Lotta Emanuelsson: CF mom on how to live life
“My son is living in a different world than I would have if I was the one with CF – if I would have been diagnosed when I was two years old I would not be alive today”
When we called Lotta it was 5PM in Sweden and she was just about to pick up her 13-year-old son Colin and his friend from a boxing class. Colin has Cystic Fibrosis and was diagnosed at the age of two.
A few years after Colin was born Lotta started to notice that he was smaller than his big brother was at that age, and also compared to other children. He didn’t grow like all the other boys. He was always hungry but didn’t seem to gain weight from the calories he consumed. He was tired and lacked energy and had gastrointestinal issues. They brought up their concerns with their physician and after some time it was decided that they were going to perform a sweat chloride test. The results came back with chloride levels indicative of cystic fibrosis. This was verified with genetic testing and it was confirmed that Colin has the dF508/dF508 mutation of the CFTR protein.
“Our physician called me to tell me ‘your son has cystic fibrosis’ – Cystic what? dF508 what? Salty sweat? What is all this? I had never heard the words cystic fibrosis before”. Lotta rushed home and searched on google, what she found made her world fall apart. “I cried for a whole week and could not stop”
Lotta and her husband later went with Colin to the hospital to meet the CF specialists. The care team consisted of physicians, nurses, physical therapists and nutritionists. They spent hours at the hospital and were provided with information and could ask all the questions they wanted. When they left the clinic that day they left for a journey that would change their lives forever.
“He thinks he will live until he is 100 years old”
“We are lucky to live in Sweden where health care and support is fantastic”. Lotta describes some of the immediate help and assistance that were provided to them: Parents who have extra work or costs for a child who is sick or has a disability can receive a long-term childcare allowance until the child is 19 years of age. Extra costs include costs for medicine, daily care, washing and the wear-and-tear of clothing. They also include expenses for assistive devices, special food or various types of travel. Additionally, they received a grant for home modifications and a car allowance. Lotta said that this makes the financial burden of CF much more manageable.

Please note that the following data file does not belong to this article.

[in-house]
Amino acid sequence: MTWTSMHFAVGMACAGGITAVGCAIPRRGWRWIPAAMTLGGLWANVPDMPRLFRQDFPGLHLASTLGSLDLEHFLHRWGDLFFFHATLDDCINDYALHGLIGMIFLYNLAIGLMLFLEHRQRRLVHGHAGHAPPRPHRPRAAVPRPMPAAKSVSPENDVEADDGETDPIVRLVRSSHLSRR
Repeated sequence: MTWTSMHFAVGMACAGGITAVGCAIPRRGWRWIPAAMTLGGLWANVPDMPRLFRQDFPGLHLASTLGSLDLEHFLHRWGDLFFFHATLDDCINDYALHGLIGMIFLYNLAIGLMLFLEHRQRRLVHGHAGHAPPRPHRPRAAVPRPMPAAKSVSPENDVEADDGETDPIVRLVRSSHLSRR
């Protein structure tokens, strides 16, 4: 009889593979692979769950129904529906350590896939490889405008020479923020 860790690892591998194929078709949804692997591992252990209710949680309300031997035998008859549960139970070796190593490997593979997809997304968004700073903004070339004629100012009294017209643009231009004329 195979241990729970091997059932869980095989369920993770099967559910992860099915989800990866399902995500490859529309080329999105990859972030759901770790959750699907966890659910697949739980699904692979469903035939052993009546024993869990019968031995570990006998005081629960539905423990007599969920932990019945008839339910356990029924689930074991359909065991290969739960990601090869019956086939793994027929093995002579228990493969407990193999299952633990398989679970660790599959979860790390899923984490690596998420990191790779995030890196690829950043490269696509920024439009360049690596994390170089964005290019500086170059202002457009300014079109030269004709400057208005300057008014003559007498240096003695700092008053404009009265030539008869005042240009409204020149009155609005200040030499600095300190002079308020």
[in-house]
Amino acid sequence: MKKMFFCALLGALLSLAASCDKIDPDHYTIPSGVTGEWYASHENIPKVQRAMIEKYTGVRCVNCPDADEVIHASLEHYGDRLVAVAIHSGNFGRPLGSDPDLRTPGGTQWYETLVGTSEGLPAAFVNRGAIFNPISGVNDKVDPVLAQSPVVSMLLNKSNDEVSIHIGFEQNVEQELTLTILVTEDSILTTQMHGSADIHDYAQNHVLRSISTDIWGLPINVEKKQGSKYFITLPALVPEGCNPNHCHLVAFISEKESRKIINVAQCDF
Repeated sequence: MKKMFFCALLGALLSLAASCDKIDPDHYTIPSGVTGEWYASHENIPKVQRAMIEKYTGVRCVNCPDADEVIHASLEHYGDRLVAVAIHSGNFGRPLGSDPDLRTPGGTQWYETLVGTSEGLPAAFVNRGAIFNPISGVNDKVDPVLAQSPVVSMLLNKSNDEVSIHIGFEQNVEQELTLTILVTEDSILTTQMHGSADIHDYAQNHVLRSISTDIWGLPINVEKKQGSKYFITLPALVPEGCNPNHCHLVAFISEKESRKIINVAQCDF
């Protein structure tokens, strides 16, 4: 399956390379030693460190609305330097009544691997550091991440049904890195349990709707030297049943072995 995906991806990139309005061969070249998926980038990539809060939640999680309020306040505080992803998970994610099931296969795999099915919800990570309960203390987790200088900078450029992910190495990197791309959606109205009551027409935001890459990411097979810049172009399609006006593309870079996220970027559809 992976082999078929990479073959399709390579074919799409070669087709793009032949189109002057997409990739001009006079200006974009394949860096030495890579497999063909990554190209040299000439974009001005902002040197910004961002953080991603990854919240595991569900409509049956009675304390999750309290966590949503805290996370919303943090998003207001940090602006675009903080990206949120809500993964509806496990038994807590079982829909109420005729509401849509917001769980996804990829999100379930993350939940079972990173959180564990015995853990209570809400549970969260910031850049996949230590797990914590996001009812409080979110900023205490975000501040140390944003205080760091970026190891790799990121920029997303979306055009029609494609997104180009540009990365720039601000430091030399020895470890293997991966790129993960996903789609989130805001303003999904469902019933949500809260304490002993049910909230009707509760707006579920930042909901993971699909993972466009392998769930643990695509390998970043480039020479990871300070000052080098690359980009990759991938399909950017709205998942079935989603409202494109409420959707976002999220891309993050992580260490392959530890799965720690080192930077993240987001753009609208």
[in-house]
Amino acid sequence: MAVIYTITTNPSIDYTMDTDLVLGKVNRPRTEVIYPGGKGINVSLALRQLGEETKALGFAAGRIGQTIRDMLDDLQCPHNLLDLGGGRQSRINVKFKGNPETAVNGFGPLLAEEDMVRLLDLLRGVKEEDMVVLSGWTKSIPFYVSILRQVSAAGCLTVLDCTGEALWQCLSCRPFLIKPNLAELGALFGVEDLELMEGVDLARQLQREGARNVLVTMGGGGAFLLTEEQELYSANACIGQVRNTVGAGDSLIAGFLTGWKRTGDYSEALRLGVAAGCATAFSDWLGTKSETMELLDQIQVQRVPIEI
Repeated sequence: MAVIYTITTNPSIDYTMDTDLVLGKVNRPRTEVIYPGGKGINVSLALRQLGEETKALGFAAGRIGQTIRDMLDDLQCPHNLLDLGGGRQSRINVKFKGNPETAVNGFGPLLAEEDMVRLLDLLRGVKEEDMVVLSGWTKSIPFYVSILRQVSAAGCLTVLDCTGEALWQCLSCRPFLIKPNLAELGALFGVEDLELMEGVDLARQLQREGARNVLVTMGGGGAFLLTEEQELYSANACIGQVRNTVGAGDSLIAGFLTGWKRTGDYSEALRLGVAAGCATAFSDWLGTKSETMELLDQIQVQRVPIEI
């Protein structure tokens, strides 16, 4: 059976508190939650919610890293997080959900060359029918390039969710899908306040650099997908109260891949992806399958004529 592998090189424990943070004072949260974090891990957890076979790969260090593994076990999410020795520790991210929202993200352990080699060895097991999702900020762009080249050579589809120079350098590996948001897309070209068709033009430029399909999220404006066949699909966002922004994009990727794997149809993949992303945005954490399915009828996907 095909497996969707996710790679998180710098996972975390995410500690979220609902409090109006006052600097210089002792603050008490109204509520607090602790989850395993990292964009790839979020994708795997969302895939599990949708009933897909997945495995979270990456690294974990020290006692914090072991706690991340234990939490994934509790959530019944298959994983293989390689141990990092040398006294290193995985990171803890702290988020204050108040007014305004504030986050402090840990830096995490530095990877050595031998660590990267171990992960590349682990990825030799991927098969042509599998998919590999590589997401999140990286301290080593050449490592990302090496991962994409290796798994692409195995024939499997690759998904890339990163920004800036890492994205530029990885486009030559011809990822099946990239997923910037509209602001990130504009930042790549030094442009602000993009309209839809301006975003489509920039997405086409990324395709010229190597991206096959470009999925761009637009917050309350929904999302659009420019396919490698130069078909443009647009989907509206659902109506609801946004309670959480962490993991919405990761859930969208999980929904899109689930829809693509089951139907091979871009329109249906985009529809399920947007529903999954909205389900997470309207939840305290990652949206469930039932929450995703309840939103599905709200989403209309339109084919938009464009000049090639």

Lotta shared with us a typical week for Colin: Every day involves a handful of different mediations and inhalers morning and evening. Every day he also does a physical activity, in Sweden the vest is not used and it is believed that intense daily physical activity is a better option. In school he gets extra hours of physical education. ‘It’s a struggle trying to juggle everything – we are a normal family with everyday chores, work and family life but we also have a child with CF”. Lotta is explaining how the hours of medication and exercise has become a part of that everyday life.
Colin’s lung function today is between 94-100%, and right now his lungs are not his main concern. Lotta tells us that they are cautiously happy about this but they know this will not be the case forever. When Colin had pneumonia at the age of eight it dropped to 50% very fast. Colin recovered and Lotta told us it was not until then Colin realized how serious CF really is. But getting Colin to comply with all medication and exercise is very difficult and Lotta said that all she wants is for him to understand that if he is good now when he is 13 years old he will have a better chance at keeping his lung function as high as possible for a long time. ‘Colin thinks he will live until he is 100 years old – he might, but he needs to have respect for his disease and we need new even more powerful drugs”
It was time to hang up the phone with Lotta, we talked for an hour and half and during this time she picked up Colin from practice, drove to a food truck for him to get a pre-dinner French hot dog. Then home to drop him off only to get back in the car and continue with more errands.
“It all works, you have to make it work. I am just happy that my son is living in a different world than I would have if I was the one with CF – if I would have been diagnosed when I was two years old I would not be alive today”.